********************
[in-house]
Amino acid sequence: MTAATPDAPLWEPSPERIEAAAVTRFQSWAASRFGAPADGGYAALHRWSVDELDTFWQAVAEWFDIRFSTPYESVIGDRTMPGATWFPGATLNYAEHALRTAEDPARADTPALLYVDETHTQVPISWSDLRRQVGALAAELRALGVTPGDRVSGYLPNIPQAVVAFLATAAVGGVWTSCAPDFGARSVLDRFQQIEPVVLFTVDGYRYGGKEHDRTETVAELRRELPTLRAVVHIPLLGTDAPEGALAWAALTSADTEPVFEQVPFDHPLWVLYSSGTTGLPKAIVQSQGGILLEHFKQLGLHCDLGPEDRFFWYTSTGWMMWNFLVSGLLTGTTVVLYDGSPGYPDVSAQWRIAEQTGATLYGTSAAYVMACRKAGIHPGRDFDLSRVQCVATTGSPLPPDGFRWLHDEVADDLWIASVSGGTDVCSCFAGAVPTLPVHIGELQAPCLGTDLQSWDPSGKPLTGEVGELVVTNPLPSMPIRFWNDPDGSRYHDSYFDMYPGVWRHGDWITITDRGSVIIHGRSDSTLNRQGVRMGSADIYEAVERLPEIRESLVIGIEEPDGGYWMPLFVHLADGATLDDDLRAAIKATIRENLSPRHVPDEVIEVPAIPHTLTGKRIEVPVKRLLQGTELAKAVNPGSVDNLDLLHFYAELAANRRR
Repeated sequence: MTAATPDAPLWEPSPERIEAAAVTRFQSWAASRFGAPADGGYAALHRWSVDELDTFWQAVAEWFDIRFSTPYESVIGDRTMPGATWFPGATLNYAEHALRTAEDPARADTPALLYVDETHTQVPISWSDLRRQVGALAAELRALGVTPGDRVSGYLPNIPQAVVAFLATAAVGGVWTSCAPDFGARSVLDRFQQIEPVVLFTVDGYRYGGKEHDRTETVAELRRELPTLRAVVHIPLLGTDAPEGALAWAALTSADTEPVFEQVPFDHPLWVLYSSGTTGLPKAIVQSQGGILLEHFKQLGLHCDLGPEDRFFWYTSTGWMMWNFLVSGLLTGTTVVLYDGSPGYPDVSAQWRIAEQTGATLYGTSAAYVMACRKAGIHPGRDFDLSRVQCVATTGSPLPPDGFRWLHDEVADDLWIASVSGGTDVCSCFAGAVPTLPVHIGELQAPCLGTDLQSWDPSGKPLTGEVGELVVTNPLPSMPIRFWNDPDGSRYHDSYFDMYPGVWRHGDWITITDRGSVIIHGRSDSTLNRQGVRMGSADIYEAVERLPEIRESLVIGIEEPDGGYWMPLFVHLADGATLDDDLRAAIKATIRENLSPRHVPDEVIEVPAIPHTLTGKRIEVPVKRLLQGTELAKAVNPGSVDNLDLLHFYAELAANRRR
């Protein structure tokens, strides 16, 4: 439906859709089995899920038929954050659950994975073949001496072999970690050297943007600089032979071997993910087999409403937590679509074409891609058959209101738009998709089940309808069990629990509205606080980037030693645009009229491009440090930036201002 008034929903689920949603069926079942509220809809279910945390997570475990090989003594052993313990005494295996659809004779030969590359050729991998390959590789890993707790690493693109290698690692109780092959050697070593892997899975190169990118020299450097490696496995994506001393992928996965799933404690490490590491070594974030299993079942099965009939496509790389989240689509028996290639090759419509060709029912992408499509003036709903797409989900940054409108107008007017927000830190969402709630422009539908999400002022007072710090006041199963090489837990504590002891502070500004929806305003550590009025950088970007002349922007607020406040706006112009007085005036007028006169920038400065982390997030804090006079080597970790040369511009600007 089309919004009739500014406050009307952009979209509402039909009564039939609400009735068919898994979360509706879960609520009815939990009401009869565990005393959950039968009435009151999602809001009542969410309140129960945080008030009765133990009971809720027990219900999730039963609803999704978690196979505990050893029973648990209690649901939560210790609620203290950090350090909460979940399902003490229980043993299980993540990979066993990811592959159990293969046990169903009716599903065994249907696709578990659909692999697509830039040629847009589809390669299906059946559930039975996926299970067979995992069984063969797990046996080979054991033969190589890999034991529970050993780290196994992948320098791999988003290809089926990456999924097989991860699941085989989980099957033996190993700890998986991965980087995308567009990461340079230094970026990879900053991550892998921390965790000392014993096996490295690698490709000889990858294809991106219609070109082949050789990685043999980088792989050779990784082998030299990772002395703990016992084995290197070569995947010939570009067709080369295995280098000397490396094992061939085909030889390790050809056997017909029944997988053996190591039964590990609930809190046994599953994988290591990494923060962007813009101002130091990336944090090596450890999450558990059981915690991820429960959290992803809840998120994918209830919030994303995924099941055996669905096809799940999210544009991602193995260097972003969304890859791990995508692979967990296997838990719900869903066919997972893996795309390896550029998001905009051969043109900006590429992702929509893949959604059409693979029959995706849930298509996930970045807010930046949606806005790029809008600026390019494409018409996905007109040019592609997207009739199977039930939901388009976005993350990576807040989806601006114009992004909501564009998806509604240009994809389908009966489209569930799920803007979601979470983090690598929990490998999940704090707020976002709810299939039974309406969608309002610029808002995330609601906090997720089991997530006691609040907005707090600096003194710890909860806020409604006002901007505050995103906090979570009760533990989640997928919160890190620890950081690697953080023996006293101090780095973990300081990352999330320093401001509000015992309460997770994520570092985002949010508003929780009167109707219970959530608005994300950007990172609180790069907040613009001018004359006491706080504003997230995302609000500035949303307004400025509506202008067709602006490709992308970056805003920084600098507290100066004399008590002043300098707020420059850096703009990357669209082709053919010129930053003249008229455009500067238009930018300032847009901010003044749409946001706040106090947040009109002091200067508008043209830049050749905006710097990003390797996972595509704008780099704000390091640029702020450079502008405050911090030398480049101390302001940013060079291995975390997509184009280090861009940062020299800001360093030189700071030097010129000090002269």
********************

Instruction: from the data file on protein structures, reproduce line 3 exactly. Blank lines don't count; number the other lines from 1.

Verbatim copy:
Repeated sequence: MTAATPDAPLWEPSPERIEAAAVTRFQSWAASRFGAPADGGYAALHRWSVDELDTFWQAVAEWFDIRFSTPYESVIGDRTMPGATWFPGATLNYAEHALRTAEDPARADTPALLYVDETHTQVPISWSDLRRQVGALAAELRALGVTPGDRVSGYLPNIPQAVVAFLATAAVGGVWTSCAPDFGARSVLDRFQQIEPVVLFTVDGYRYGGKEHDRTETVAELRRELPTLRAVVHIPLLGTDAPEGALAWAALTSADTEPVFEQVPFDHPLWVLYSSGTTGLPKAIVQSQGGILLEHFKQLGLHCDLGPEDRFFWYTSTGWMMWNFLVSGLLTGTTVVLYDGSPGYPDVSAQWRIAEQTGATLYGTSAAYVMACRKAGIHPGRDFDLSRVQCVATTGSPLPPDGFRWLHDEVADDLWIASVSGGTDVCSCFAGAVPTLPVHIGELQAPCLGTDLQSWDPSGKPLTGEVGELVVTNPLPSMPIRFWNDPDGSRYHDSYFDMYPGVWRHGDWITITDRGSVIIHGRSDSTLNRQGVRMGSADIYEAVERLPEIRESLVIGIEEPDGGYWMPLFVHLADGATLDDDLRAAIKATIRENLSPRHVPDEVIEVPAIPHTLTGKRIEVPVKRLLQGTELAKAVNPGSVDNLDLLHFYAELAANRRR